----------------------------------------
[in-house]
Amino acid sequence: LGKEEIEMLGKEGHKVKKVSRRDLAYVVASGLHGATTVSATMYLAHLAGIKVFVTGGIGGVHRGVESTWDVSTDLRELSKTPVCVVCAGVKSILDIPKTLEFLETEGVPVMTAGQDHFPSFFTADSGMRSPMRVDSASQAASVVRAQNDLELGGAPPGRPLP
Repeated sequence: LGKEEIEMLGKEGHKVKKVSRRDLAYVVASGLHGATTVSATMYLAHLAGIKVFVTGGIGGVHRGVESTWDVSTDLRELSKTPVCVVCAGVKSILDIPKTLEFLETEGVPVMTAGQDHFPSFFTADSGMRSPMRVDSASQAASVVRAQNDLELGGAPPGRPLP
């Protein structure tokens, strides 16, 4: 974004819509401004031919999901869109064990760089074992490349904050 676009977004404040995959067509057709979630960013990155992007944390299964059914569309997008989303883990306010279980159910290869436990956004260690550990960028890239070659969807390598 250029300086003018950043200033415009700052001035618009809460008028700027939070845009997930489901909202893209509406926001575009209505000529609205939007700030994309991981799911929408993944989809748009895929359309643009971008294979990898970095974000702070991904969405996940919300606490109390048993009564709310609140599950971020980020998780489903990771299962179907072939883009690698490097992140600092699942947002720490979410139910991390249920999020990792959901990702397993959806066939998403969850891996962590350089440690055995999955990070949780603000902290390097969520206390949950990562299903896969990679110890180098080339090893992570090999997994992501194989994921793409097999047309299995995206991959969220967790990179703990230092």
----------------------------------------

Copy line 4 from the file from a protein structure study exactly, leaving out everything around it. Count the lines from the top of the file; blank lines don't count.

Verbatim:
């Protein structure tokens, strides 16, 4: 974004819509401004031919999901869109064990760089074992490349904050 676009977004404040995959067509057709979630960013990155992007944390299964059914569309997008989303883990306010279980159910290869436990956004260690550990960028890239070659969807390598 250029300086003018950043200033415009700052001035618009809460008028700027939070845009997930489901909202893209509406926001575009209505000529609205939007700030994309991981799911929408993944989809748009895929359309643009971008294979990898970095974000702070991904969405996940919300606490109390048993009564709310609140599950971020980020998780489903990771299962179907072939883009690698490097992140600092699942947002720490979410139910991390249920999020990792959901990702397993959806066939998403969850891996962590350089440690055995999955990070949780603000902290390097969520206390949950990562299903896969990679110890180098080339090893992570090999997994992501194989994921793409097999047309299995995206991959969220967790990179703990230092």